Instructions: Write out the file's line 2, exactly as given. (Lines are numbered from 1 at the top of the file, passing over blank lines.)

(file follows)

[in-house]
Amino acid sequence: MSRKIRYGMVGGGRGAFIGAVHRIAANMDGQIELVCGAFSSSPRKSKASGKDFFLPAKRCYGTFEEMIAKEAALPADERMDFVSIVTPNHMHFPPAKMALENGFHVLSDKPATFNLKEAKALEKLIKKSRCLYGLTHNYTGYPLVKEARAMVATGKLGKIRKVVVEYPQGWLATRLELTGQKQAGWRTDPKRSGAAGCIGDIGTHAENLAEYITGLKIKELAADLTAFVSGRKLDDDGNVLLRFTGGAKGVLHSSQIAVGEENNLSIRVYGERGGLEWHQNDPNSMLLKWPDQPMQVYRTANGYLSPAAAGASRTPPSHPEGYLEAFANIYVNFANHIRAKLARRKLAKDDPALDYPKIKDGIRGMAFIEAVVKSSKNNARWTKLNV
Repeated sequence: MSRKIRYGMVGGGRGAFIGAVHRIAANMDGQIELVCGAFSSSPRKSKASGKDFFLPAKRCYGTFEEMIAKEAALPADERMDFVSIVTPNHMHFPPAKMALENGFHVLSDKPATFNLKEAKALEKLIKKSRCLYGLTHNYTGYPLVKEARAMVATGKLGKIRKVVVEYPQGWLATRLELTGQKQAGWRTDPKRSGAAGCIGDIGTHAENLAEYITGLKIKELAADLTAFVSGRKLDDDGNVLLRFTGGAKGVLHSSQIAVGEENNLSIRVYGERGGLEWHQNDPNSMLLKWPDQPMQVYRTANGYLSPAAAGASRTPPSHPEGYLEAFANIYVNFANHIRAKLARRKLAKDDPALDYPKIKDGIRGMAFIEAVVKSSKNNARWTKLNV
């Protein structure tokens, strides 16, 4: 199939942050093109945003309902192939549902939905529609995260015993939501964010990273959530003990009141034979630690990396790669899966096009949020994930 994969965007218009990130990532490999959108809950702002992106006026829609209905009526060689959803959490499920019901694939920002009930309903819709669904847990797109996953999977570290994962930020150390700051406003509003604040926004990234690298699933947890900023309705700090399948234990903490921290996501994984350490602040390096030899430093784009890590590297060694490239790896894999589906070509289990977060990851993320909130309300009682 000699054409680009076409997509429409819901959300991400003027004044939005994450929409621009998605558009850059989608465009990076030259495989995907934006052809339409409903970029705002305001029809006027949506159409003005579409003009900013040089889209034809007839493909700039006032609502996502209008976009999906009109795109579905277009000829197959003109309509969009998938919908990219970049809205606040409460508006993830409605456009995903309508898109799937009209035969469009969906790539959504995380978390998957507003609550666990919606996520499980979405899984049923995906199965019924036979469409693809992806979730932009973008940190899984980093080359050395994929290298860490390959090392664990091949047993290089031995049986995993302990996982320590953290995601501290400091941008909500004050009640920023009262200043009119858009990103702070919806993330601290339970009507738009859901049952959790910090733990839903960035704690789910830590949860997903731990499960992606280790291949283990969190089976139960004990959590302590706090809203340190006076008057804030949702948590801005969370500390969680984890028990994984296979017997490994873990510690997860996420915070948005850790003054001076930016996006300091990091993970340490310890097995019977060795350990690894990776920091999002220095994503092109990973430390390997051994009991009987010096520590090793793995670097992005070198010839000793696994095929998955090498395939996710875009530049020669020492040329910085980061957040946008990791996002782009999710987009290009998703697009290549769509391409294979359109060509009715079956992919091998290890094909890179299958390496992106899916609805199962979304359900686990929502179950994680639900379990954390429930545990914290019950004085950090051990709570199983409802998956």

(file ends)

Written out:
Amino acid sequence: MSRKIRYGMVGGGRGAFIGAVHRIAANMDGQIELVCGAFSSSPRKSKASGKDFFLPAKRCYGTFEEMIAKEAALPADERMDFVSIVTPNHMHFPPAKMALENGFHVLSDKPATFNLKEAKALEKLIKKSRCLYGLTHNYTGYPLVKEARAMVATGKLGKIRKVVVEYPQGWLATRLELTGQKQAGWRTDPKRSGAAGCIGDIGTHAENLAEYITGLKIKELAADLTAFVSGRKLDDDGNVLLRFTGGAKGVLHSSQIAVGEENNLSIRVYGERGGLEWHQNDPNSMLLKWPDQPMQVYRTANGYLSPAAAGASRTPPSHPEGYLEAFANIYVNFANHIRAKLARRKLAKDDPALDYPKIKDGIRGMAFIEAVVKSSKNNARWTKLNV